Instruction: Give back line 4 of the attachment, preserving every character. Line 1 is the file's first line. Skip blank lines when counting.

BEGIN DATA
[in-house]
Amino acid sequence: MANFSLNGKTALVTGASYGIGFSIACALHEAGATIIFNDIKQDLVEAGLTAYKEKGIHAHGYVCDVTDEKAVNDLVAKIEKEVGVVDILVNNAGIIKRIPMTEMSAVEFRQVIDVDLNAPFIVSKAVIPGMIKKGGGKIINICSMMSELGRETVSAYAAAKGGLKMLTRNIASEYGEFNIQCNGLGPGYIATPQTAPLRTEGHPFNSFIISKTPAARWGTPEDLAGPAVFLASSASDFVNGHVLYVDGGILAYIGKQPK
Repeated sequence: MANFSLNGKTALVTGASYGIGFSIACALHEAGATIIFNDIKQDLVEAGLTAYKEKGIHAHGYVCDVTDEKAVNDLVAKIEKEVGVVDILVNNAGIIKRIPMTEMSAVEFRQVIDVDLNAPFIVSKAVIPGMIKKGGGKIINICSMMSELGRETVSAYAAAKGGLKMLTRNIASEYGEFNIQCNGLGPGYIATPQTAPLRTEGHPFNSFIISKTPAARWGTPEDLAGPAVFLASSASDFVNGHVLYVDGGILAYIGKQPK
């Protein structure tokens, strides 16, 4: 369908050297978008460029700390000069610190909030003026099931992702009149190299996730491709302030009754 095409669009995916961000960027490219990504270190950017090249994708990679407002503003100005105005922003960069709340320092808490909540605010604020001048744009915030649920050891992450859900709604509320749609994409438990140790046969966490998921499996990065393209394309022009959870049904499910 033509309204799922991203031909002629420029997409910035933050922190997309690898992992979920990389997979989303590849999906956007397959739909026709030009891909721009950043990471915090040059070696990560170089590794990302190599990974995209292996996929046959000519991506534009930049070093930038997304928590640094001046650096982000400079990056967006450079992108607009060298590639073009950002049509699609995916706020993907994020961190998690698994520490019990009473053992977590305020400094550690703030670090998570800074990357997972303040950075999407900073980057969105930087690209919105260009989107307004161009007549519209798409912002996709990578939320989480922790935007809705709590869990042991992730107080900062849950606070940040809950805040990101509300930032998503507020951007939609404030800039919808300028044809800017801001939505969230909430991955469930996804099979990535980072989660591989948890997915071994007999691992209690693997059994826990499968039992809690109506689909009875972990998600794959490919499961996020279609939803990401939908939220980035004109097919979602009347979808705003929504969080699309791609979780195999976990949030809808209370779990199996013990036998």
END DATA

């Protein structure tokens, strides 16, 4: 369908050297978008460029700390000069610190909030003026099931992702009149190299996730491709302030009754 095409669009995916961000960027490219990504270190950017090249994708990679407002503003100005105005922003960069709340320092808490909540605010604020001048744009915030649920050891992450859900709604509320749609994409438990140790046969966490998921499996990065393209394309022009959870049904499910 033509309204799922991203031909002629420029997409910035933050922190997309690898992992979920990389997979989303590849999906956007397959739909026709030009891909721009950043990471915090040059070696990560170089590794990302190599990974995209292996996929046959000519991506534009930049070093930038997304928590640094001046650096982000400079990056967006450079992108607009060298590639073009950002049509699609995916706020993907994020961190998690698994520490019990009473053992977590305020400094550690703030670090998570800074990357997972303040950075999407900073980057969105930087690209919105260009989107307004161009007549519209798409912002996709990578939320989480922790935007809705709590869990042991992730107080900062849950606070940040809950805040990101509300930032998503507020951007939609404030800039919808300028044809800017801001939505969230909430991955469930996804099979990535980072989660591989948890997915071994007999691992209690693997059994826990499968039992809690109506689909009875972990998600794959490919499961996020279609939803990401939908939220980035004109097919979602009347979808705003929504969080699309791609979780195999976990949030809808209370779990199996013990036998």